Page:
While each life insurance company has its own definition of “dangerous”, it generally includes anything that increases the risk of fatal injury or death. Examples of jobs that can classify you as a high-risk individual include:
- Police officers
- Race Car drivers
If your job has a higher degree of risk, the insurer may offer standard rates but charge an additional fee to cover potential hazards associated with your line of work. This flat fee varies from one insurer to another. However, if your job or situation is extremely risky, life insurers may deny you coverage altogether. People working in war zones or coal mines often find it difficult to get cheap life insurance coverage, as do kids and seniors driving without auto insurance. This makes sense, as insurers must account for increased dangers.
Living life on the edge has its perks — but an affordable life insurance premium is not one of them, especially for seniors.
Each insurer has its own rules and processes for determining risk and your security, but one thing is certain. If you have a high-risk hobby, you will likely pay higher life insurance rates due to the increased likelihood of accidents.
So what makes a hobby dangerous?
As far as your insurer is concerned, any activity that increases the chance of you dying of an unnatural cause is dangerous. Some hobbies that can result in a high-risk classification are:
- Rock climbing
- Scuba diving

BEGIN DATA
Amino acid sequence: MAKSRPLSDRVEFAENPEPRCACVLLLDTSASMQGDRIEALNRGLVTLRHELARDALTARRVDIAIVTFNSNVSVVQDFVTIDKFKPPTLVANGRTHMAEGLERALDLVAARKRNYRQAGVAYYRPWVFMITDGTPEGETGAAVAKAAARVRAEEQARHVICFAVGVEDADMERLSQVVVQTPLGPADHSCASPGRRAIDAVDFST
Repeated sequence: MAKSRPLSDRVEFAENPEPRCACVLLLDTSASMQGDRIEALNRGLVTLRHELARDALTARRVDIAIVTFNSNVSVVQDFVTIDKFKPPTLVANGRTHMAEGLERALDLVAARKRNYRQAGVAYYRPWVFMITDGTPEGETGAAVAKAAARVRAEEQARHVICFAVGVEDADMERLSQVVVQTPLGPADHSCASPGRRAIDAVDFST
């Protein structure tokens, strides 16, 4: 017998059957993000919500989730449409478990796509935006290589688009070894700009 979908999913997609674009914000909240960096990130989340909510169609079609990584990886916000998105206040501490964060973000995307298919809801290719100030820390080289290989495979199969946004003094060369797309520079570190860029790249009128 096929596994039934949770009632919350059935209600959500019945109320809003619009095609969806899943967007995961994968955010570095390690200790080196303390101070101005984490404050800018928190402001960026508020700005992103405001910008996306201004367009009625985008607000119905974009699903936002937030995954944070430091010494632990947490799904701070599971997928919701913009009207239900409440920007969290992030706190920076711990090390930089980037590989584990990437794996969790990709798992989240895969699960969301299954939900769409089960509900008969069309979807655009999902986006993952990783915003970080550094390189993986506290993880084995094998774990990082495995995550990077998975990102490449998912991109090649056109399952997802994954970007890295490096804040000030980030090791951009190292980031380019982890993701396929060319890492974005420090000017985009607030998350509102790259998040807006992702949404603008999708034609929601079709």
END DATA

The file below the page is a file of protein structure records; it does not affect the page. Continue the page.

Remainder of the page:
- Adventure travel
- Mixed martial arts
Insurers also check your driving record to assess your risk — and that’s hardly surprising. The average Canadian drives for 380 hours per year on the road. That’s nearly 16 days!
The road can be a dangerous place. About 2,000 people die in road accidents per year in Canada. Statistically speaking, the more you drive, the higher is your risk of being involved in a road accident. That’s simple math.
Your risk of a road accident increases if your driving record is spotty. That’s what insurers look at when evaluating your risk. A poor driving record is something that life insurers frown on.
A lot of speeding tickets or at-fault accidents in the past few years can seriously bump up your cost of life insurance. Moving violations, like texting while driving or tailgating, can also increase your risk profile. A major recent violation, like a DUI conviction, may even make you ineligible for coverage. Parking tickets, however, do not affect your cheap life insurance rates. However that doesn’t mean we don’t strongly recommend following the rules to avoid tickets.
Types of life insurance policy